Because they have a lower molecular weight, alpha hydroxy acids (AHA) can enter the skin's deeper layers more swiftly. As a result, their action frequently causes the skin to feel hot, blistering, and prickly (these are normal reactions). They are hydrophilic, which means that they only dissolve in water and only enter cells that have water. They do not pass through the skin's sebum. Neutralization should be used to stop their action.

They do this by dissolving the glue-like intercellular linkages that hold together dead skin cells, enabling exfoliation, stimulating the formation of hyaluronic acid and collagen in fibroblasts, and hydrating the skin.

What is BHA?

Beta-hydroxy acid, often known as BHA, is a type of acid that can be found in sweet birch bark, willow bark, and evergreen foliage. BHAs are chemical exfoliants that keratin, a protein that contributes to the structure of the skin, softens and dissolves. Dead skin cells are made easier to remove by being made looser by this. BHAs also function inside the pores, dissolving keratin clogs while also assisting in controlling keratinization.

For instance, hyperkeratinization, which occurs when the body sheds skin cells too quickly, is linked to conditions like acne. BHAs slow down this process, causing the cells to work harder before exfoliating (reducing the likelihood that they may clog pores in the process). 

Beta hydroxy acids are used for oily skin because they have a higher molecular mass, which results in fewer adverse effects on the skin. They are soluble exclusively in oil. They enter deeply into the pores since they are excellent at removing skin sebum. The main component of many skin care treatments used to treat warts, calluses, keratosis, psoriasis, acne, and psoriasis is BHA acid.

The cells themselves open and clean clogged sebaceous glands, have an antibacterial and anti-inflammatory effect, regulate sebum secretion, have an astringent effect, and lessen the development of pimples, blackheads, and acne. They do not break down the bonds between dead skin cells, as is the case with AHA acids.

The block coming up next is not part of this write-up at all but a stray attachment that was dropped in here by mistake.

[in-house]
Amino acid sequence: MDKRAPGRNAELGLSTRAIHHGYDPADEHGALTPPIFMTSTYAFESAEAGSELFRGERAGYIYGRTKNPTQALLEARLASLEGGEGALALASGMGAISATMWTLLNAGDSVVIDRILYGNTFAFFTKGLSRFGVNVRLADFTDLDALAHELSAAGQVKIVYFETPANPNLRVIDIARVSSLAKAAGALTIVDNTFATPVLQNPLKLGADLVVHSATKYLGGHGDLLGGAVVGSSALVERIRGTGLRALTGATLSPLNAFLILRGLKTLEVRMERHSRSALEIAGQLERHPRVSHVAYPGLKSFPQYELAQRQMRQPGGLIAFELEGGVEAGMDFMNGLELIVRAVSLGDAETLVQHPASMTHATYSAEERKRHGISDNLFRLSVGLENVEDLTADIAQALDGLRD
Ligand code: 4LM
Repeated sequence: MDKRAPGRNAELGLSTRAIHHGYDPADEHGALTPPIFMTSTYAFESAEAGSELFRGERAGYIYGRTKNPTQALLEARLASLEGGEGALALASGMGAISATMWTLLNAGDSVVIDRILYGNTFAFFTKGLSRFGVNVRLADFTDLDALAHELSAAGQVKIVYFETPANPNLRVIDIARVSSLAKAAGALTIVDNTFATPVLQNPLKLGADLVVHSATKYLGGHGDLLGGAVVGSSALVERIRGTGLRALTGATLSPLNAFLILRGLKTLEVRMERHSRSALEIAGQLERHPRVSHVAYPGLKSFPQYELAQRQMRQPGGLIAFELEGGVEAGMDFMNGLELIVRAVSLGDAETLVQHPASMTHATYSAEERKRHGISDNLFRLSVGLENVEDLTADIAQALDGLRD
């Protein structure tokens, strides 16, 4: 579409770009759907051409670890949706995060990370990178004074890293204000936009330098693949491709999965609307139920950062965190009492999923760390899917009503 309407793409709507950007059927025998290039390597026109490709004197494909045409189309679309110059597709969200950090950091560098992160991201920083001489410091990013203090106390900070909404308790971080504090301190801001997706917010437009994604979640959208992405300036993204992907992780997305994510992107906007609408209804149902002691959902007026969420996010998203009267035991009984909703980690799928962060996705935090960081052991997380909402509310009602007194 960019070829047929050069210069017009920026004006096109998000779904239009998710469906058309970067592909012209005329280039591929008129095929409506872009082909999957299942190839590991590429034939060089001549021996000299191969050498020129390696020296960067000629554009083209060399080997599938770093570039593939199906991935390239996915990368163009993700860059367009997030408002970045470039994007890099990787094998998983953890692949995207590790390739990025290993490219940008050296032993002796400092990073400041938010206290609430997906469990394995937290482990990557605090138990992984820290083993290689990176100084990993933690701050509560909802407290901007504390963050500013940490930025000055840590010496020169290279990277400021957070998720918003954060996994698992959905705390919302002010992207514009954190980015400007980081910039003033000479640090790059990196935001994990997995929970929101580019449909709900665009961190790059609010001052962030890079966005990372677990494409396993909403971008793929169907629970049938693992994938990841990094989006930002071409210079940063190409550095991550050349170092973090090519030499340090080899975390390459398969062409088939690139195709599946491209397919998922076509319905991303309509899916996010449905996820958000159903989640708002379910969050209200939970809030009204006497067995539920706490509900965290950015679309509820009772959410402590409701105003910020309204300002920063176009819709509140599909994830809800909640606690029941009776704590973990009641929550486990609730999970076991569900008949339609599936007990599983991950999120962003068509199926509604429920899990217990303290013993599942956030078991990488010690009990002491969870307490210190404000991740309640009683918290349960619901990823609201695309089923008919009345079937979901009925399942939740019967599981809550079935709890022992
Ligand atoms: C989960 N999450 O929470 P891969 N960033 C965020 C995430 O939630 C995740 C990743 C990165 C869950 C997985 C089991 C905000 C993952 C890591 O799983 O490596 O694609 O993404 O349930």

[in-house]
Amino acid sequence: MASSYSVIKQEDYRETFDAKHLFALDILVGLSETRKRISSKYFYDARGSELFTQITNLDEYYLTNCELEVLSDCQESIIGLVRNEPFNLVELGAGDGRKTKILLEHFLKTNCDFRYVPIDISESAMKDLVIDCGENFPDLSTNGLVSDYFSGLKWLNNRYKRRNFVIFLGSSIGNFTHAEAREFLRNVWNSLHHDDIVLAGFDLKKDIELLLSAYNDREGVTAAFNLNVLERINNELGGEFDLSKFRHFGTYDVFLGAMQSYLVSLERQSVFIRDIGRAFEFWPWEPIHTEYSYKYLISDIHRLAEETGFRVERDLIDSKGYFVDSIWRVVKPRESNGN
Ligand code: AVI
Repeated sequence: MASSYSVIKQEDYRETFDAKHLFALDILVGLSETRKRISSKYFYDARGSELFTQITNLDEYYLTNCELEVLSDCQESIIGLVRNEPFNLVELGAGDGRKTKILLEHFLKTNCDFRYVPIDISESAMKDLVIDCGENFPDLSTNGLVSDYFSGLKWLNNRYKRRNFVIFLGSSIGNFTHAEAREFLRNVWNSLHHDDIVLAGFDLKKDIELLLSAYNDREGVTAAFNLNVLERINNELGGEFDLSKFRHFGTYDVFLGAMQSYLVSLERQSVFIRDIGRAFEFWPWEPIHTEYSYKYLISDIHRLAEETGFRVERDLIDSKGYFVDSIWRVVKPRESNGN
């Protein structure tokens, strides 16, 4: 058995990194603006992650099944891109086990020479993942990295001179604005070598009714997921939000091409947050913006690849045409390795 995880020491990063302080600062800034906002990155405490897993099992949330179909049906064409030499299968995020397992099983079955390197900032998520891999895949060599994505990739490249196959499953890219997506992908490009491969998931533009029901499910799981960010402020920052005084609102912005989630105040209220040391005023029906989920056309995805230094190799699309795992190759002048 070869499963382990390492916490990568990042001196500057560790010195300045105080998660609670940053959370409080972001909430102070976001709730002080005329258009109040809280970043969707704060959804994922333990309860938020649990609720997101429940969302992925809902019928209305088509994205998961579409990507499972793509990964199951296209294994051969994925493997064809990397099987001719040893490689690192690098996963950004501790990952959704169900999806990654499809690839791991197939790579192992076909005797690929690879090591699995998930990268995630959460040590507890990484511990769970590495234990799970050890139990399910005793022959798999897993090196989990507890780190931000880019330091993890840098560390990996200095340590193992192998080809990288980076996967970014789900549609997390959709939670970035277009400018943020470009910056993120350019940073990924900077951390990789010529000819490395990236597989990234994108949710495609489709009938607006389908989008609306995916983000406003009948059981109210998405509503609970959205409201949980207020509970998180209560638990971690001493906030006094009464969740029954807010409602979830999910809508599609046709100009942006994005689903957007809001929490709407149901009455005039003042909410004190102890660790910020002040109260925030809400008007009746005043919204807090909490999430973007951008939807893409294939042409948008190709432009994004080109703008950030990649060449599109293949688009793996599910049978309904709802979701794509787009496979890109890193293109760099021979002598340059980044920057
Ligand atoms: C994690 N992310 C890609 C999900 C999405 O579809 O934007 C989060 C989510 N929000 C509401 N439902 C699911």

Beta hydroxyl acid, often known as salicylic acid, is used to exfoliate the skin and is particularly effective in treating keratosis pilaris, clogged pores, and acne. Anyone with oily skin, including those with clogged pores or zits, should use salicylic acid.

How similar are AHAs and BHAs?

Although they have different mechanisms, AHAs and BHAs are effective in removing the build-up of dead skin cells and smoothing the skin. Both AHAs and BHAs reduce the thickness of the stratum corneum (the top layer of skin that consists of dead skin cells). This means that the skin will reflect more light and appear brighter. Because they both encourage the removal of old, discolored dead skin cells, AHAs and BHAs can help fade dark marks and even out skin tone.

Both AHAs and BHAs have been shown to increase collagen density in the dermis, meaning they could help reduce fine lines and improve skin firmness over time. AHAs and BHAs are also humectants - ingredients that attract water and help your skin retain moisture. AHAs and BHAs help with acne by exfoliating dead skin that can lead to clogged pores. 





Best AHA & BHA Skincare Products 




Whatever acid you decide on, it's important to pick the one that's the proper concentration for your skin and avoid overusing it. Instead of startling your skin with a hard, unpleasant scrub once a week, we think you'll achieve better results by using a softer acid frequently—even daily. 






Do you use AHA & BHA skincare products? 
Did you know the difference between the AHA & BHA? 

💛



Post a Comment